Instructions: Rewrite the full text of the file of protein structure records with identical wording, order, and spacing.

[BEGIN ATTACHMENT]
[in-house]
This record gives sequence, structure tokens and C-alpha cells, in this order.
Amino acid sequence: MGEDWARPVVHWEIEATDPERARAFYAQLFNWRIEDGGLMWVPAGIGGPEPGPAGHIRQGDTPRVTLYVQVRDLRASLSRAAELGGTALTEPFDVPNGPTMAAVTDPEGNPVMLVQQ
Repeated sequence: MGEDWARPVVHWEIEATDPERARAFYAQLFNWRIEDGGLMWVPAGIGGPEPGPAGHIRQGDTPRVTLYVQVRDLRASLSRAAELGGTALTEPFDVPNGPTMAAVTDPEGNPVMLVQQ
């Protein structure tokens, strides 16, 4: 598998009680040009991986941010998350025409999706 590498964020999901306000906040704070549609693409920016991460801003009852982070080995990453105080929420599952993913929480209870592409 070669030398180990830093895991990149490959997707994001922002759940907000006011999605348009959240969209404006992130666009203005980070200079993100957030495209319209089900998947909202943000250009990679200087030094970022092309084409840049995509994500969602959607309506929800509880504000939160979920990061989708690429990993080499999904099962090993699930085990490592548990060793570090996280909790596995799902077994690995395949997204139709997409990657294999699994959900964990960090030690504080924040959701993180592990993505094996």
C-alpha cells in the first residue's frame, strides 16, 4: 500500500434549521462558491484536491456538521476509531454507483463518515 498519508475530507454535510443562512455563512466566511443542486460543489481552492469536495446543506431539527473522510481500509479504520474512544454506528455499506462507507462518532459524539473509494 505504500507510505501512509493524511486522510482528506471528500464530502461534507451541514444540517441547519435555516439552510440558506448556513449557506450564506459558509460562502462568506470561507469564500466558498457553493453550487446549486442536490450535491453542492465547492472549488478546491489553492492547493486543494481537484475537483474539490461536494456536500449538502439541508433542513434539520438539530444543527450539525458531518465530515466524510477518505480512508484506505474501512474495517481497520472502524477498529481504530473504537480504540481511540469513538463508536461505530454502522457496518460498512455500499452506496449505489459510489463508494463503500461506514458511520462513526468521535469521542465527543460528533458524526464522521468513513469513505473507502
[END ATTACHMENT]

[in-house]
This record gives sequence, structure tokens and C-alpha cells, in this order.
Amino acid sequence: MGEDWARPVVHWEIEATDPERARAFYAQLFNWRIEDGGLMWVPAGIGGPEPGPAGHIRQGDTPRVTLYVQVRDLRASLSRAAELGGTALTEPFDVPNGPTMAAVTDPEGNPVMLVQQ
Repeated sequence: MGEDWARPVVHWEIEATDPERARAFYAQLFNWRIEDGGLMWVPAGIGGPEPGPAGHIRQGDTPRVTLYVQVRDLRASLSRAAELGGTALTEPFDVPNGPTMAAVTDPEGNPVMLVQQ
């Protein structure tokens, strides 16, 4: 598998009680040009991986941010998350025409999706 590498964020999901306000906040704070549609693409920016991460801003009852982070080995990453105080929420599952993913929480209870592409 070669030398180990830093895991990149490959997707994001922002759940907000006011999605348009959240969209404006992130666009203005980070200079993100957030495209319209089900998947909202943000250009990679200087030094970022092309084409840049995509994500969602959607309506929800509880504000939160979920990061989708690429990993080499999904099962090993699930085990490592548990060793570090996280909790596995799902077994690995395949997204139709997409990657294999699994959900964990960090030690504080924040959701993180592990993505094996």
C-alpha cells in the first residue's frame, strides 16, 4: 500500500434549521462558491484536491456538521476509531454507483463518515 498519508475530507454535510443562512455563512466566511443542486460543489481552492469536495446543506431539527473522510481500509479504520474512544454506528455499506462507507462518532459524539473509494 505504500507510505501512509493524511486522510482528506471528500464530502461534507451541514444540517441547519435555516439552510440558506448556513449557506450564506459558509460562502462568506470561507469564500466558498457553493453550487446549486442536490450535491453542492465547492472549488478546491489553492492547493486543494481537484475537483474539490461536494456536500449538502439541508433542513434539520438539530444543527450539525458531518465530515466524510477518505480512508484506505474501512474495517481497520472502524477498529481504530473504537480504540481511540469513538463508536461505530454502522457496518460498512455500499452506496449505489459510489463508494463503500461506514458511520462513526468521535469521542465527543460528533458524526464522521468513513469513505473507502